Session 9: Coaching at Work, Part 3


Coaching at work day 3 began with a recap of the coaching model and principles as explored over our first two days, and then some reflection on how we had used coaching in our own working environments. The example I gave was a discussion I had with a couple of academics about choosing an appropriate platform to host the participatory arts MOOC which is under development, where I used open coaching style questions to draw out the details of their desired delivery model in order to draw up a basic specification of requirements to work from.

This was followed by what was to be the main focus of the day, how to use coaching within teams. We began with an exercise called ‘Lost at Sea’ which asked us to rank the importance of 15 items for survival in a scenario where we have been cast adrift from a sinking ship. We did this as individuals, then we had to have a team discussion and agree a collective response in a short period of time. Our scores were then compared with what is regarded as the correct answers, as supplied by the US Navy where this exercise originated. My individual score was 61 points out from the Navy’s answers, which wasn’t bad, and the team’s collective score was 52 points out, better. No one person scored better than the team score; a typical outcome for this exercise according to Matt, who said that it was rare for anyone to outperform the group. That was lesson one from this exercise, that a collectively bargained and agreed team response is better than that which any one person can produce.

I think this may have been a little bit of a transformational moment for me, it’s certainly something that has stayed with me from this day, and one of the things from the course that I suspect is going to stay with me throughout my career. Writing this post retrospectively, I can already see that when there have been decisions which had to be made for the team as a whole I have tried to get the team to arrive at a consensus position instead of proposing what I think as the starting point for the discussion, for example when we agreed on a new rota for working the dreaded ITS call logging system.

Lesson two came out of what Matt was doing sneakily as we were having our discussion and coming to the team response – scoring us all against a rubric of communication styles. We all resorted to a very similar response pattern, with ‘Giving Information’ by far the most common method of communication. This was followed by ‘Shutting Out’, being used around half as much, then ‘Testing Understanding’, ‘Seeking Information’, ‘Bringing In’ and ‘Disagreeing’ with just a few ticks each. None of us used ‘Supporting’, ‘Summarising’, ‘Building’ or ‘Defend / Attack’. Again, very typical behaviour according to Matt, and which demonstrates that it is non-coaching styles of communication that we relapse to very easily under just a little pressure. The take-away from this is that using coaching styles of communication takes effort, it is something that you have to actively turn on.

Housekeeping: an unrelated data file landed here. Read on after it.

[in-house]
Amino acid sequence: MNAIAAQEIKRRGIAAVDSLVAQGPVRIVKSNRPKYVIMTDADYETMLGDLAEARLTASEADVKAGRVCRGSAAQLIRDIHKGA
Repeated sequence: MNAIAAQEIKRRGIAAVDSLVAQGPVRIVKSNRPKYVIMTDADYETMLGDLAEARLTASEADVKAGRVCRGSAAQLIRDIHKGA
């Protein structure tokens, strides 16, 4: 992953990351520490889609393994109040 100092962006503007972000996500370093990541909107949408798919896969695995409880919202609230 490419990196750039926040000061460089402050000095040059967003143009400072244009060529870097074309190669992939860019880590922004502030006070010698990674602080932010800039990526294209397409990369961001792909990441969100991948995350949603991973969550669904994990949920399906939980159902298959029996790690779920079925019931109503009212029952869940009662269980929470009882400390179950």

Lesson three is to ask the obvious. None of us, at any point, asked if anyone in the group had any sailing or other pertinent experience. Again Matt said that was typical.

Out of interest, the US Navy’s accepted solution is based on their experience of successful rescues in shipwreck situations, which typically happen in the first 36 hours. Therefore prioritisation of items should be based on the possibility of imminent rescue, followed by short to medium term survival, and finally items that can be used for movement or navigation.

This exercise was followed by a discussion of some feedback models which can be enhanced with coaching techniques to help develop the person who are giving feedback to. First was the AID model – Action, Impact and Development – and then the STAR model which is depicted on this post. The STAR model – Situation / Task, Action, Result, Alternative Action, Alternative Result – is similar to the AID model but adds in an alternative course of action which you could propose to show how this could lead to an alternative, and better, result. Finally there was the SARAH model which shows how feedback is typically received – Shock, Anger, Rationalisation, Acceptance and Help. It is in the final two stages, but especially so in Help, where coaching techniques can be used to help develop the individual in question. A general rule we were given in relation to delivering feedback was to make sure it always relates to the task and to the performance of the task, it should never be personal.